Moving Long-Distance with Plants: A Brief Guide
Going through a long-distance move is never easy, especially now with all of the restrictions and massive health risks that come with traveling across the country. And let’s not forget that each move is made ten times more complicated when there are children or pets involved.
They both require a lot of care and extra effort in order to make the move as pain-free and smooth as possible. And the same goes for plants.
Now, you might have a few small cacti or a huge pot of philodendrons. Whatever the case, you will want to move them with you intact. Luckily, there are ways you can go about doing that with minimal stress. In this article, you’ll learn how to move your plants across long distances, whether to a different state or a different country.
Before the Move
Moving plants will require a lot of prep work. According to Oz Moving & Storage, most people tend to either ship their plants to their new homes or have the movers do the packing. That’s definitely an option, but it’s a risky one. After all, the movers might damage your plants, and the previous owner of the old home might not take care of them while you’re preparing for the move.
With that in mind, you may wish to have the indoor plants with you, which means you will have to get them ready for the move yourself. Here’s a handy list of tips on how to do that.
Treat the Plant in Advance
Pruning the plant before moving across the state is not only smart but recommended. By getting rid of dead leaves and branches, you will have a healthier, stronger plant that can endure the trip. The same goes for removing all of the dust, dirt, and cobwebs. Some plants will have weeds growing out of their soil or pests scuttling about. Make sure you get rid of those before going anywhere with your plant.
Transfer Plants to Plastic Pots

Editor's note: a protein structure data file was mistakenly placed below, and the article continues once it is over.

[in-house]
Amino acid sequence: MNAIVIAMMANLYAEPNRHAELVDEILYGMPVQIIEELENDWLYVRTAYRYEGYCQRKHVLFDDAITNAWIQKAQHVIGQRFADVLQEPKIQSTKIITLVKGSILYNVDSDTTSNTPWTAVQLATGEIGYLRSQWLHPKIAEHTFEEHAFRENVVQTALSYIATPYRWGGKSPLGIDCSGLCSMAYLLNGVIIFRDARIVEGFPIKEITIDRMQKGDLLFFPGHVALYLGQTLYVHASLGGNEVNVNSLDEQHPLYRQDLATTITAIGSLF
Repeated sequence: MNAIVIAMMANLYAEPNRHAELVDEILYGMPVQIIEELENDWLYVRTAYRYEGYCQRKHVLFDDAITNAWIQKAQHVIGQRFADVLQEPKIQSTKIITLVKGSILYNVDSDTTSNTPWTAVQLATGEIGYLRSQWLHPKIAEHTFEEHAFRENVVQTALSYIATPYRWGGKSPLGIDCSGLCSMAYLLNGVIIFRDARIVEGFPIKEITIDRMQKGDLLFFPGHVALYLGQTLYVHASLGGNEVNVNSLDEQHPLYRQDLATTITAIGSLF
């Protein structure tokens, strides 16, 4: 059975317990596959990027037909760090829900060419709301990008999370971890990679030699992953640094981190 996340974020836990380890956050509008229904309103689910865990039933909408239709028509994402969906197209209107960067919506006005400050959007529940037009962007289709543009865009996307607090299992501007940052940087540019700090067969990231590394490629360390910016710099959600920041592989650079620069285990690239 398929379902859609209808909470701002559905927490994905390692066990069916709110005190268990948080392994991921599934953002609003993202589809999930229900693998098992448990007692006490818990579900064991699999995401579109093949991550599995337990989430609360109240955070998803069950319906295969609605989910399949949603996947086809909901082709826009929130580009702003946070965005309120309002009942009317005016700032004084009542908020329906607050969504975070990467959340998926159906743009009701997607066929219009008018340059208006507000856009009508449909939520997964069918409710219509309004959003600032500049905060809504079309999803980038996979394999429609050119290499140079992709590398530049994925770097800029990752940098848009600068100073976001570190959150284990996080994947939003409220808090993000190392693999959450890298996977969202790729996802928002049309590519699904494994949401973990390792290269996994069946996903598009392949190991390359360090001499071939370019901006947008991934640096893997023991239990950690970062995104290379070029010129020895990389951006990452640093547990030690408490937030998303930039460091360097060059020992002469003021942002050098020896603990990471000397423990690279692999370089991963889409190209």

Heavyset pots are a nightmare for any move. Your boxes of stuff and furniture are hefty enough, so you really don’t need that ceramic container in the truck with you. It might break during the trip, messing up your flowers in the process.
Instead, transfer all of your plants to appropriately-sized and easy-to-carry plastic pots. Do that a few weeks before the move.
Plants require nutrients on a daily basis. Every single homeowner knows that, but the hectic nature of moving tends to make people forget about daily routines. After all, if you’re running around scheduling meetings with movers, interviewing clients for your old house, and packing every single item, watering your plants might slip your mind.
The best thing you can do to keep your plants from withering during the packing is to water them daily, but not too much. That way, they will look healthy and fresh before the move.
Cover the Soil
During the move, your car or truck will not always drive on a flat, even road. Sometimes, the ride might get bumpy, and stuff can move about. That can be dangerous for plants since the soil can spill over and make a mess. As such, you will want to cover the pots with cardboard. Simply cut out the piece you need, place it around the plant and on top of the pot, and then tape the ends of the cardboard to the pot itself. That way, the amount of spillage will be minimal.